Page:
‘An arts degree? What are you going to do with that?’

Posted in Life on March 10th, 2018 by steve

Ireland“College has been done and dusted for a year and a half now. The second-hand smoke and that feeling of shared procrastination of the Arts Block are starting to feel like long distant memories. Yet, the angst I feel over that irritating question which pervaded my college years is still as pertinent as ever …” (more)

[Irene Falvey, Irish Times, 10 March]

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We must drop the ‘arts’ vs ‘science’ narrative

Posted in Governance and administration on February 28th, 2018 by steve

“Education for the creative industries has been rapidly growing for many years. New and innovative further and higher education courses, such as creative coding and technology and creative business management, have been introduced to keep ahead of the exploding demands of the world we live in …” (more)

[Bashir Makhoul, Times Higher Education, 27 February]

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Don’t forget importance of the arts, warns UCC President

Posted in Governance and administration on February 21st, 2018 by steve

Ireland“The importance of the arts to the economy and the country generally must not be underestimated when the distribution of third-level funding is being decided, the president of University College Cork says. Patrick O’Shea was speaking at the announcement of a €60,000 annual investment by UCC in a collaboration with Cork Opera House that will expand training for future performers and arts organisation leaders …” (more)

[Niall Murray, Irish Examiner, 21 February]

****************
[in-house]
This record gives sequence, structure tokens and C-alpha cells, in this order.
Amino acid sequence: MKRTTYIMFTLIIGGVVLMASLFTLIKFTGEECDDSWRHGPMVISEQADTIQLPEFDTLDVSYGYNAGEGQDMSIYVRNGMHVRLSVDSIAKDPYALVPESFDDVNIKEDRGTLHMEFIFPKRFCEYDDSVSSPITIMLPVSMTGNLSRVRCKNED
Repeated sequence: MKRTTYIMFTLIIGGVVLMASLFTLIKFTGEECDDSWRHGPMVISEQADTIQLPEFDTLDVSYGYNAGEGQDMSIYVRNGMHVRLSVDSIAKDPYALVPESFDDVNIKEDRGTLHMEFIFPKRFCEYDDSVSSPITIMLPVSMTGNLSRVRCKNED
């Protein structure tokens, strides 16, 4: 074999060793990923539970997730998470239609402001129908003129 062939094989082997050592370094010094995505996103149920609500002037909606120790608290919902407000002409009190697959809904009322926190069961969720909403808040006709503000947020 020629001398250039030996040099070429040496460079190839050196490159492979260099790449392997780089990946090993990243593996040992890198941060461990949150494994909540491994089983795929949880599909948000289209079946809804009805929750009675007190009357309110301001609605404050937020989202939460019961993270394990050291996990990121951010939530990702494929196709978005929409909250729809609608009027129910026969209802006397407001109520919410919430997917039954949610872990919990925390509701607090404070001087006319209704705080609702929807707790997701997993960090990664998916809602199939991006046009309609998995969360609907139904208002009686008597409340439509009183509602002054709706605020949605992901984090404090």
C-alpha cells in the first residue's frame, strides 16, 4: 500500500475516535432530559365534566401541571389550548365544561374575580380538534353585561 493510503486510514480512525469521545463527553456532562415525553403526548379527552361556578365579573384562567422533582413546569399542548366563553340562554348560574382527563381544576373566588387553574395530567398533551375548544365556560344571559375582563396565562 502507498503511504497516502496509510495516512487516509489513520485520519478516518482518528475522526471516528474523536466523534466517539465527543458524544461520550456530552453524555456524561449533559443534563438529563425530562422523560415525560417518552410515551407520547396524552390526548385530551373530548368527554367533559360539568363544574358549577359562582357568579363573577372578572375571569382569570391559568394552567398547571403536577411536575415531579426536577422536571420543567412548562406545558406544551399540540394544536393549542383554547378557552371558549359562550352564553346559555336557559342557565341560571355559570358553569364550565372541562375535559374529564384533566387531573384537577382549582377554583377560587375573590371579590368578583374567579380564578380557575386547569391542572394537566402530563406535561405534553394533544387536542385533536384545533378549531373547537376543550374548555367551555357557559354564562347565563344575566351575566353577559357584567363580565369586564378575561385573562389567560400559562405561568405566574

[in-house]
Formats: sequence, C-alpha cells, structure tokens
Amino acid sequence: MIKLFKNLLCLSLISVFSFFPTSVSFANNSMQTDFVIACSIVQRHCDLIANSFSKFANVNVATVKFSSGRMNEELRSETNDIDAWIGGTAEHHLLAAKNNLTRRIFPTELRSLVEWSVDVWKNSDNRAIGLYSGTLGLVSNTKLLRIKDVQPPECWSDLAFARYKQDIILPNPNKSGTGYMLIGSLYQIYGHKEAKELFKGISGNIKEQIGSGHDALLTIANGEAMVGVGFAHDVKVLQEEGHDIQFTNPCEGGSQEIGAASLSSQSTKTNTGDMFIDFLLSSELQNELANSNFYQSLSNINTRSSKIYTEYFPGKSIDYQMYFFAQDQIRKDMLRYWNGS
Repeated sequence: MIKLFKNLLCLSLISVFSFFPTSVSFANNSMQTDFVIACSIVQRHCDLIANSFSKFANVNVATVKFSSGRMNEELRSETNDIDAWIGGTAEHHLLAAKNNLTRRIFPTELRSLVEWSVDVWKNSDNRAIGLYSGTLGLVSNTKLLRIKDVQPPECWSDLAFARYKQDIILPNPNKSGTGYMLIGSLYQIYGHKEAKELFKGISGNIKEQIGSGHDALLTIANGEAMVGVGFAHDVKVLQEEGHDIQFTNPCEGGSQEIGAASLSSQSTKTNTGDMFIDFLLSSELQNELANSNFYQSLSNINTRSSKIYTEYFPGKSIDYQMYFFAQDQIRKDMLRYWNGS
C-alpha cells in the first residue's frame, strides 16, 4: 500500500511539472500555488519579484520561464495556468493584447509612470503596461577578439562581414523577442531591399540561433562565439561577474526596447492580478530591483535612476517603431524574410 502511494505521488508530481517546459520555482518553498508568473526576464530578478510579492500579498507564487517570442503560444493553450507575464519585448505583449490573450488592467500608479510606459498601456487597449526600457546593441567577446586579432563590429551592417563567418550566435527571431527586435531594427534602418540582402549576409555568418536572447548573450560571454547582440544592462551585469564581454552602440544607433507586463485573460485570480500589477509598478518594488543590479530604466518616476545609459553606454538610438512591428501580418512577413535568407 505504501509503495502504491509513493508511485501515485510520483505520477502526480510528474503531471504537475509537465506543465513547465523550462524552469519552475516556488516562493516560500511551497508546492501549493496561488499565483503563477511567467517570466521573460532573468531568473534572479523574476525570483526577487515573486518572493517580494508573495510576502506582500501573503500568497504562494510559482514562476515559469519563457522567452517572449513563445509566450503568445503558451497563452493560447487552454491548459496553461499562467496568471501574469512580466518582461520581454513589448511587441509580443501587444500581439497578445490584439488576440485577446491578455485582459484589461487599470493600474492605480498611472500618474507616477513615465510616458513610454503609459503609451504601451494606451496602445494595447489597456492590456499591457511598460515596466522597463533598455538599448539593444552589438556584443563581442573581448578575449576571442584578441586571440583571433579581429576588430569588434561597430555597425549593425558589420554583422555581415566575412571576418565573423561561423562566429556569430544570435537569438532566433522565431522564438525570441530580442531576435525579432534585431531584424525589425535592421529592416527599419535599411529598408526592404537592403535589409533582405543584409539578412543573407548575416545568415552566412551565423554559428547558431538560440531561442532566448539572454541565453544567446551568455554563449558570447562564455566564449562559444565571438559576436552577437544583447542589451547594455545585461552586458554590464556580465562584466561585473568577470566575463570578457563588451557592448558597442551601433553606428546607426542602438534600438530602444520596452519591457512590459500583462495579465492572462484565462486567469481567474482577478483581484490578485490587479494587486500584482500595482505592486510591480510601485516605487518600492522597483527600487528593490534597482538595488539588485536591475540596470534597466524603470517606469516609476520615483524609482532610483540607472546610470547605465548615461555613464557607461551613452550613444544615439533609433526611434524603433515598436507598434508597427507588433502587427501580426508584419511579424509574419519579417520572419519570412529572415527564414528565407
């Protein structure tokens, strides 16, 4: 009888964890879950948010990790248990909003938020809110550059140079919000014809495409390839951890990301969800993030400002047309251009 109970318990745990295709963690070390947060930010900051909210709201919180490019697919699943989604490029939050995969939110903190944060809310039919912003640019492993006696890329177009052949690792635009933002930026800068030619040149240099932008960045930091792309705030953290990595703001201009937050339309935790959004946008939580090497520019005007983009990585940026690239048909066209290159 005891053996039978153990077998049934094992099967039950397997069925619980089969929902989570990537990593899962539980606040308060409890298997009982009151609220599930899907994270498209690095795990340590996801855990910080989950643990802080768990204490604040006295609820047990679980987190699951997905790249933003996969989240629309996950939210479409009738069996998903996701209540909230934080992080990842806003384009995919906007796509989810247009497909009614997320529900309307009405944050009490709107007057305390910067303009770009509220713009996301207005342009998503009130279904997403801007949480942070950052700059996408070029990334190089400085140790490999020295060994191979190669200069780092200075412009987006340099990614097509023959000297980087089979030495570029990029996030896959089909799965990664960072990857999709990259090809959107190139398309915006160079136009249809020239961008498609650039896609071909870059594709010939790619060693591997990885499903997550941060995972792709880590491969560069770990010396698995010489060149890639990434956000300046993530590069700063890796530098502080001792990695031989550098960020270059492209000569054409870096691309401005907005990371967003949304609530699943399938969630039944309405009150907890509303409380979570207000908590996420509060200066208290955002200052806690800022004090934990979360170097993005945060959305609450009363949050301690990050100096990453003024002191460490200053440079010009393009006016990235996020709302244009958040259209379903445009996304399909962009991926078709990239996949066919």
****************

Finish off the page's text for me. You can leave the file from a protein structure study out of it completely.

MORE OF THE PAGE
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Arts degrees

Posted in Teaching on January 23rd, 2018 by steve

Ireland“Sir, – Given the recent successful record of Irish graduates with arts degrees, Conor Kileen, as quoted in Carl O’Brien’s article (January 20th), is right to emphasise their worth. He needed, however, to stress the quality requirement …” (more)

[Eda Sagarra, Irish Times, 23 January]

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Are arts degrees past their sell-by date?

Posted in Life on January 20th, 2018 by steve

Ireland“This week a number of major reports confirmed what most recent arts graduates could probably have told you without the need for costly research: they earn less than other students in the years after college. The draft findings of a Central Statistics Office study, which tracked the earnings of thousands of young college graduates over a five-year period, found that IT and computers students earned most …” (more)

[Carl O’Brien, Irish Times, 20 January]

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Arts graduates earn less than any other group after college

Posted in Life on January 15th, 2018 by steve

Ireland“Arts and humanities students earned less than other groups of graduates for up to five years following college, according to the draft findings of a major new study. The Central Statistics Office (CSO) is due to publish research shortly which tracked graduates’ weekly earnings across different fields of study between 2010 and 2015. The draft findings show that arts graduates earned the least in their first year after college (€310 per week) …” (more)

[Carl O’Brien, Irish Times, 15 January]

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Yes, Let’s Double Science Funding. But Why Not Arts Too?

Posted in Research on January 15th, 2018 by steve